Julieta’s voice first made it into my ears when she was a vocalist for Tijuana No!, a Mexican political punk-ska-rock band. Later, in 1998, my sister enlisted the help of relatives in Mexico to get a copy of her first CD Aqui which hadn’t yet been distributed in the U.S. I loved her rock sound and would steal away with the CD, listening to her songs on repeat during my four mile walks to and from community college. There are less known gems like the song Sabiendose (which in 2009 was re-recoded as a duet with Mercedes Sosa):
Soy de los descalzos y estoy cansado de este
color que pesa más que yo, mi corazón desprendido
de mi cuerpo ya sigue latiendo igual.
Soy de los descalzos, no tengo perdón por
haber encontrado a cara pálida, mis brazos
cortados por la misma mano se abrazan hoy
I continued to love her sound as it transformed from rock to pop because I could always listen to her previous albums and still enjoy the new music. The best memory I have of seeing Julieta play live was, in 2002, at an opening of the exhibit Lines of Sight: Views of the U.S./ Mexican Border at UC Riverside. Her twin sister Yvonne, who is a photographer, had work in the exhibit along with other phenomenal artists like Ricardo Duffy and Ruben Ortiz Torres.The event combined two loves of my life: art and music. On a couple of songs her cousin played flute while she changed between acoustic guitar and accordion while her sister and mother sang along softly with her songs. It was fantastic.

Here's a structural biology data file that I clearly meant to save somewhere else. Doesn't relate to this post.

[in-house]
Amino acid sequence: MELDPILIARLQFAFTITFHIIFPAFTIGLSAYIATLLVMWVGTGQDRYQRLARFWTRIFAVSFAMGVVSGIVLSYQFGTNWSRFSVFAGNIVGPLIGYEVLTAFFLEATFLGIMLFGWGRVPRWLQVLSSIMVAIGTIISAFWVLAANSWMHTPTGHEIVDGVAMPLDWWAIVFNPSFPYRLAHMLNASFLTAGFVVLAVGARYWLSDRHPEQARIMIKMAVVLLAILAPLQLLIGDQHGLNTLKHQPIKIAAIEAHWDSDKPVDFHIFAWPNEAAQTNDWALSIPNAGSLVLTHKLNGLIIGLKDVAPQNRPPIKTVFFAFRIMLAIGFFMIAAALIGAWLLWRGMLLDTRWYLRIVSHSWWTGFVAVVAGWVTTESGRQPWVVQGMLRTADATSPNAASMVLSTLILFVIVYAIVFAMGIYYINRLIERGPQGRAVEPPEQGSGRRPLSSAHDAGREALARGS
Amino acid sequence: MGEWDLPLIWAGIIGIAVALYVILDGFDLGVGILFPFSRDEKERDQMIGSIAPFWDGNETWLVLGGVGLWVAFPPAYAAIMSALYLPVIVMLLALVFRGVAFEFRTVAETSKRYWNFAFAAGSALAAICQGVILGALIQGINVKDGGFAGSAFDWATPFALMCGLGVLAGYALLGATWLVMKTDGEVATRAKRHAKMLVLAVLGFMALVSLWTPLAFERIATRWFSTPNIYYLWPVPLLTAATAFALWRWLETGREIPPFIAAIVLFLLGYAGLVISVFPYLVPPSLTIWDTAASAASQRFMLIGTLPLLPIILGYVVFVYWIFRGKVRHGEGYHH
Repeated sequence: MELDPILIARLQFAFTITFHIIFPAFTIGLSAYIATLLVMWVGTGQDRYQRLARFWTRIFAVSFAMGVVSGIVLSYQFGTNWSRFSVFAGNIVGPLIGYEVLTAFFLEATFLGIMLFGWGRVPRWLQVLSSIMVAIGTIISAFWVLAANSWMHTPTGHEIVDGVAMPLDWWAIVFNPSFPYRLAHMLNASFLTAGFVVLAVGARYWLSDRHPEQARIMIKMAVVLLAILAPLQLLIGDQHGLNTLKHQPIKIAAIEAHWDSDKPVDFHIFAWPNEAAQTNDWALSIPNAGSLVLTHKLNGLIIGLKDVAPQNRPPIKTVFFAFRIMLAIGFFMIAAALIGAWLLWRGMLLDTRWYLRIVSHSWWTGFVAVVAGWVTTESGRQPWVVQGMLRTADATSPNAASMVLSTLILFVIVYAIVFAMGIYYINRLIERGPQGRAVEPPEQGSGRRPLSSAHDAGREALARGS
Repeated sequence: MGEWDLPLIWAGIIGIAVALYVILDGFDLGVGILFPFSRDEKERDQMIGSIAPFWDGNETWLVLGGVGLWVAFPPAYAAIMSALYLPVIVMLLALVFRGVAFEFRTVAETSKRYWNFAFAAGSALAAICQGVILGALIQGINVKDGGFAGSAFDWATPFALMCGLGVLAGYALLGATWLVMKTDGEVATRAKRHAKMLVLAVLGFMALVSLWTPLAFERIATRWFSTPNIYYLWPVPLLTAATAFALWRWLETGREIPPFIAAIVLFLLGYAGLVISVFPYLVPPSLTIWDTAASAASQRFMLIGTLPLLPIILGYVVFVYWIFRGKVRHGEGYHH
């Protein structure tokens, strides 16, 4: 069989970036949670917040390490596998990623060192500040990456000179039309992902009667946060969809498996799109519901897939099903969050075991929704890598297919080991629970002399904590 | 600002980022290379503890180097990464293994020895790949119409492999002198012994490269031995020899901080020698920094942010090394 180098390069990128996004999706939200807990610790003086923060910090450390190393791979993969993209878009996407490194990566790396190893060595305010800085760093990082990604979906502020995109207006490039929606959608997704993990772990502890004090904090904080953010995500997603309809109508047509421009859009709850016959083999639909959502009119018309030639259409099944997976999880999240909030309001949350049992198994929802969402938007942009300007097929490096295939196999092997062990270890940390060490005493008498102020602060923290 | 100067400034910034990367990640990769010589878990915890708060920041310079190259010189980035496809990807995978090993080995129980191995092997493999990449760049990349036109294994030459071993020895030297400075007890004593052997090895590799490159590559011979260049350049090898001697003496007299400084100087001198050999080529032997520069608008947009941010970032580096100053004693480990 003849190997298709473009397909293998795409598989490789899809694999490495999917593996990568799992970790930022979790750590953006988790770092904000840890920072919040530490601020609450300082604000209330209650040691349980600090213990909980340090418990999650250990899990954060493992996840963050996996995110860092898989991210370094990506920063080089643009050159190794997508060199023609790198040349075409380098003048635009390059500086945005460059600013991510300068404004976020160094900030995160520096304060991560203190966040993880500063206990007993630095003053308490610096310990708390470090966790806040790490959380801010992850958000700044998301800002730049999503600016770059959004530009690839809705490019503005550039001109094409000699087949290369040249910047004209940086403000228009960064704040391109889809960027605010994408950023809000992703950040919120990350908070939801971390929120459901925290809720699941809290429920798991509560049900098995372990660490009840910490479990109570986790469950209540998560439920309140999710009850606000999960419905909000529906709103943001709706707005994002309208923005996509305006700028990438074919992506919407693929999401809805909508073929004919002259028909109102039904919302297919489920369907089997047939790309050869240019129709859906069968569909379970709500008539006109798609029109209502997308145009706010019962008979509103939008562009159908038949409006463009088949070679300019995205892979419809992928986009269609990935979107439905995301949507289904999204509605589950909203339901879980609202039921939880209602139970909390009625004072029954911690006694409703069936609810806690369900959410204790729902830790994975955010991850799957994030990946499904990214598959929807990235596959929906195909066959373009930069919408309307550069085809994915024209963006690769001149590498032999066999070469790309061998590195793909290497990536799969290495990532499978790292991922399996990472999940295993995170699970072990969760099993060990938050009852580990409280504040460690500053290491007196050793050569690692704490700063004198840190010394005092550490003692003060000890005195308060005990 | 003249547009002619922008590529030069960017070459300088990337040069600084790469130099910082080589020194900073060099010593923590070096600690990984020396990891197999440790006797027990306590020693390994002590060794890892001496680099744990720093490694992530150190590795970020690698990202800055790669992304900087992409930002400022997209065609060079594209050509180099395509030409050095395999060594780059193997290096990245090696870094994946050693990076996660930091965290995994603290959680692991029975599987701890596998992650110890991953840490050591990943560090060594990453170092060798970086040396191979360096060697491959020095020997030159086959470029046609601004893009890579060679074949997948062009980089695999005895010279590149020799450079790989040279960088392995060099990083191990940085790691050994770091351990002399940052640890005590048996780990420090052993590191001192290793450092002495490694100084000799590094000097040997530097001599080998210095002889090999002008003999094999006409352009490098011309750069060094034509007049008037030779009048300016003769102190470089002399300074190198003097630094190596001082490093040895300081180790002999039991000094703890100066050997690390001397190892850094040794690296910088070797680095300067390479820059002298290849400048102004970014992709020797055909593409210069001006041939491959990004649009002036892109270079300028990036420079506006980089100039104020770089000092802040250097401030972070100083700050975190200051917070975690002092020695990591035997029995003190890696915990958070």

The first time I saw Julieta play the accordion I was electrified. I had seen norteño-bands like Los Tigres Del Norte play before but this was the first time I witnessed a woman master the squeezebox and make it look like the coolest instrument in the world.
This piece joins the series of portraits of women musicians whose music moves me. The other prints feature Martha Gonzalez of Quetzal and Lila Downs.
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